When an otherworldly light engulfed the entire planet, nobody predicted the catastrophic transformation to come. Several unique men, women and children have escaped conversion, and are now bound together with a common resolve.
As the predators they face continue to evolve into more perfect killing machines, Scott, Warren and Missy Walsh, along with over a dozen other survivors, must adapt in order to stay alive.
Join them for the second adventure in this chilling trilogy...it is unlike anything you have experienced before.
©2016 Eric A. Shelman (P)2016 Eric A. shelman
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I love all the characters and am truly sad that I have finished book 2. Can't wait for the 3rd!
I will re listen to Scabs 2 right before Scabs 3 comes out.
Its a great story line.
I cant really compare Scabs to anything because I havent come across anything like it. This is why this series is so great. Its new.
A lot of scenes were great. The one that stands out would be the first time the voice appeared.
Not laugh or cry, but freaked out. When they are checking out the new location, seeing the courtyard filled with the scabs. I thought for sure they were going to break through the glass and get them.
I cant wait for the next installment. Really enjoying this series. Its a new concept. Like who thinks of a light causing a scab that turns into a monster? Eric A Shelman did. Thanks!!!
I actually found myself doing a million other things whilst listening to this book. It did not hold my attention like the 1st one did. The story seemed to be all over the place
Yes because it is a continuation of the story, and the end seems to be promising for book 3.
Yes, in the 1st book in this series. the performance was the same
Yes and no. It answered some questions, but it left you with more. Like, How did we go from an alien biological event, to a Shaman with "sight", to an all powerful/knowing being??? They didn't fit together in the story. It seemed as if the author was making it up as he went along.
The ending of the book lead you to believe that book 3 would be from the "Invaders" point of view. I'm excited about that, and am willing to continue on with the series for that reason alone :)
"Great Follow-up to Scabs: The Gemini Exception!"
I loved the first book in this series (Scabs: The Gemini Exception) so much that I was almost afraid that the follow up couldn’t possibly make me love it as much. Have faith in this author, because he did it! Love, love Scabs: The Quantum Connection!!! I was so happy to be back among these characters that I had grown to love so much in the first installment as well as adding a new group of survivors, who come into the story from a very unusual and interesting place. The story just keeps ramping up with new threats and new revelations, and creatures that are evolving into something even scarier than they already were. The narration is top notch in this one, just as it was in the first. I found this is hard to stop once I started, so I suggest that you plan to be up all night and keep the lights on! I can’t wait for the third book in this trilogy.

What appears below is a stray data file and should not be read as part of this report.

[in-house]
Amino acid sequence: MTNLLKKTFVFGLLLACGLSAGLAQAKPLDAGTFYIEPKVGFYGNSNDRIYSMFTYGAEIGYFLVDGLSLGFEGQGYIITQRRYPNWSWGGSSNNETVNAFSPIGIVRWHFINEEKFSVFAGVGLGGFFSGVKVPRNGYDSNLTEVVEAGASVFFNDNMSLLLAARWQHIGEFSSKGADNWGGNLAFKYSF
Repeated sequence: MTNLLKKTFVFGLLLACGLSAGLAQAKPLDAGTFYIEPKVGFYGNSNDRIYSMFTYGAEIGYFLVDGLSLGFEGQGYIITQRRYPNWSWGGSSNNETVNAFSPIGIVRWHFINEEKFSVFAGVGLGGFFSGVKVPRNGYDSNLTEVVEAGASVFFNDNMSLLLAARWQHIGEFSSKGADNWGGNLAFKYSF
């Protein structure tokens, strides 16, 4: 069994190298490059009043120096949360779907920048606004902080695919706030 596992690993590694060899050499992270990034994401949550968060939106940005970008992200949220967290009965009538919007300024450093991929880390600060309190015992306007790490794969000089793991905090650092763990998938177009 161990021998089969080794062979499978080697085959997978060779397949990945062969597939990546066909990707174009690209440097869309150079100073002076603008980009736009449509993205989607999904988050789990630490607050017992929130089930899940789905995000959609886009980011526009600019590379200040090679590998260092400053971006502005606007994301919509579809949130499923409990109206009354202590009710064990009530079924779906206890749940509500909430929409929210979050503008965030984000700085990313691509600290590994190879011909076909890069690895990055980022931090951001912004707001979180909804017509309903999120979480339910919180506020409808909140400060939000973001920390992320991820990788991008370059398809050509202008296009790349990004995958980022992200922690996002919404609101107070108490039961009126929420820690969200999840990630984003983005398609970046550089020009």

"I love Eric Shelman's books but......"
I am just starting to get into audiobooks, and enjoy having them play while I read along with them at night. Unfortunately, this audiobook does not sync to my ebook. To make matters worse, the chapters are not marked correctly, making finding my place in the book difficult. The narration itself is awesome, but I really wish it would sync to my book so I can switch back and forth easily or follow along while I read.
"Christianity is bad - Indian mysticism - Good."
Maybe, even though I did not care for the whole Christianity is bad but Indian mysticism
is good , the ending kind of leaves everything up in the air as to what is going on.
I have Indian friends and they would not appreciate being Stereotyped as badly as this book
stereotypes Indians ad nauseum... And I mean Really Stereotyped to the 10th degree.
No I do not judge all books of a genre by one semi bad one.
Performance was fine.
I would not cut the Indian from the book , But I would tone it down a bit, it's
offensive to hear the harsh stereotyping of Indians.
If you can make it past the - Indian stereotyping then it's not a bad book,
but it's not good either, it is just edging on being bad and almost makes you want to refund it.
Which I almost did.
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